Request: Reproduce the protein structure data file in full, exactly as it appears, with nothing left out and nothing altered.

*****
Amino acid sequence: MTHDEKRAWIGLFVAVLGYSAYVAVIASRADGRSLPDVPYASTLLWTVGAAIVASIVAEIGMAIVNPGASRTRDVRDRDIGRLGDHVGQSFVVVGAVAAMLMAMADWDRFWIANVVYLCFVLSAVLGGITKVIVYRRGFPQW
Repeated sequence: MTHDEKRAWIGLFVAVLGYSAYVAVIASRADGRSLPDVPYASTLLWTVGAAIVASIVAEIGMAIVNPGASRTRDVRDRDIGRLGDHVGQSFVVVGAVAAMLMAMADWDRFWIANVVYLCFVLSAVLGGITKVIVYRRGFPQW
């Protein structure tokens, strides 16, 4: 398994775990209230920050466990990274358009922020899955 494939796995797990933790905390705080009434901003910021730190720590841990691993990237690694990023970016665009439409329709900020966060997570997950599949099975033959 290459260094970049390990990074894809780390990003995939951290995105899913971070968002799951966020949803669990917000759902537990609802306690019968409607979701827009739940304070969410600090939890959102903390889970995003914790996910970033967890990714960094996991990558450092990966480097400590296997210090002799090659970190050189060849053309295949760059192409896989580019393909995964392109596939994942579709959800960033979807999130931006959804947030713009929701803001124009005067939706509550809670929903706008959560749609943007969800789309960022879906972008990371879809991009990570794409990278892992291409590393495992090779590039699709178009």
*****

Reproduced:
Amino acid sequence: MTHDEKRAWIGLFVAVLGYSAYVAVIASRADGRSLPDVPYASTLLWTVGAAIVASIVAEIGMAIVNPGASRTRDVRDRDIGRLGDHVGQSFVVVGAVAAMLMAMADWDRFWIANVVYLCFVLSAVLGGITKVIVYRRGFPQW
Repeated sequence: MTHDEKRAWIGLFVAVLGYSAYVAVIASRADGRSLPDVPYASTLLWTVGAAIVASIVAEIGMAIVNPGASRTRDVRDRDIGRLGDHVGQSFVVVGAVAAMLMAMADWDRFWIANVVYLCFVLSAVLGGITKVIVYRRGFPQW
């Protein structure tokens, strides 16, 4: 398994775990209230920050466990990274358009922020899955 494939796995797990933790905390705080009434901003910021730190720590841990691993990237690694990023970016665009439409329709900020966060997570997950599949099975033959 290459260094970049390990990074894809780390990003995939951290995105899913971070968002799951966020949803669990917000759902537990609802306690019968409607979701827009739940304070969410600090939890959102903390889970995003914790996910970033967890990714960094996991990558450092990966480097400590296997210090002799090659970190050189060849053309295949760059192409896989580019393909995964392109596939994942579709959800960033979807999130931006959804947030713009929701803001124009005067939706509550809670929903706008959560749609943007969800789309960022879906972008990371879809991009990570794409990278892992291409590393495992090779590039699709178009």